New Algorithm Can Track Mental Health Through Skin – The Hill
- Researchers at New York University’s Tandon School of Engineering were able to create a “new inference engine” that could monitor brain activity via electrical impulses in the skin.
- Principal Investigator Rose Faghih, Associate Professor of Biomedical Engineering, has been developing this technology for the past seven years.
- The new technology was tested on 26 healthy people and proved to be able to decode and interpret brain signals in seconds.
Researchers at New York University’s Tandon School of Engineering are one step closer to developing a wearable device that can track mental health.
For the past seven years, Rose Faghih, an associate professor of biomedical engineering, has developed techniques to measure specific brain activity directly related to a person’s emotional state, specifically electrodermal activity (EDA), through the skin.
EDA is an electrical phenomenon in the skin that changes based on certain emotional stressors. For example, pain, fatigue, or stress caused by being in a hurry at work can change a person’s EDA.
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According to a statement from NYU, Faghih and her former PhD student Rafiul Amin were the first to develop a new inference engine capable of monitoring brain activity through the skin in real-time, accurately and with high scalability.
Details of the important task were recently published in the journal Computational Biology.
Faghih ultimately hopes to create a device that can monitor the wearer’s mental state and “provide a nudge” to help return to a more neutral state of mind when stressed.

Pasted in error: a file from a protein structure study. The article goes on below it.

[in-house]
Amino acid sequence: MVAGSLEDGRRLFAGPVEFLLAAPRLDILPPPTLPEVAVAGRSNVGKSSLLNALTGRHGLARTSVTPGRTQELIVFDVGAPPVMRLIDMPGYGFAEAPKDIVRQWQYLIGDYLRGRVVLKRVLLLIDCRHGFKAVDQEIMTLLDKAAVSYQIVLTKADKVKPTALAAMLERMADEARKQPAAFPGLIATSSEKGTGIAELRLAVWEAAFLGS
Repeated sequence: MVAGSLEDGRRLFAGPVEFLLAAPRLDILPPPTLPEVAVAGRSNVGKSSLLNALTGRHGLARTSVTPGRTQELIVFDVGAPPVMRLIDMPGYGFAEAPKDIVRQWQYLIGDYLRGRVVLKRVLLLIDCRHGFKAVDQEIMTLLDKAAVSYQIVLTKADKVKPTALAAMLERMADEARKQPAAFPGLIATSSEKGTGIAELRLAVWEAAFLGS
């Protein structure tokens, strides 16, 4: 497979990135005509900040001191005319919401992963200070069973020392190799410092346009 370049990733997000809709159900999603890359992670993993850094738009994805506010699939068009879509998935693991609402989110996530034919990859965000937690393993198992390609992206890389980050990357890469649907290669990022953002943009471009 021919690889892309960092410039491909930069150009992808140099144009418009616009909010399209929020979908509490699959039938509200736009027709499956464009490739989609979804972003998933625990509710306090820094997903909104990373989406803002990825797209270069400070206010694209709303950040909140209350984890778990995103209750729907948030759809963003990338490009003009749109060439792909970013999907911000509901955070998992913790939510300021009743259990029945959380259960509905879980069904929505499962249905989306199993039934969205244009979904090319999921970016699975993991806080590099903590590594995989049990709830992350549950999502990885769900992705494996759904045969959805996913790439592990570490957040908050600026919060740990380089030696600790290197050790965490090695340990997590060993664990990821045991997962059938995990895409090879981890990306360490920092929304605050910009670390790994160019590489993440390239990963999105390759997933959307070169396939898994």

One example of how the yet-to-be-finished device, called the MINDWATCH, does this, according to the statement, is by playing relaxing music when the wearer is experiencing severe work-related stress.
“Real-time inference of autonomic nervous system activation from wearable devices opens up new opportunities to monitor and improve mental health and cognitive engagement,” said Faghih.
The new device was tested on 26 healthy people and shown to be able to reliably decode brain signals and turn them into insights in a matter of seconds.
Faghih said the device could have other health benefits besides regulating a person’s mental state.
The technology could help diagnose a complication of diabetes called neuropathy, or severe nerve damage that causes numbness, pain and weakness.
Tiny nerves transmit brain stimuli to parts of the body, including those associated with skin conductance responses.
EDA can be measured and monitored regularly on nerve-prone skin areas such as the hands and soles of the feet to see if there is a condition in that area.
If the wearer has a neuropathy, those tiny nerves cannot transmit anything and the brain is not activated. and how to better treat it.
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Published August 15, 2022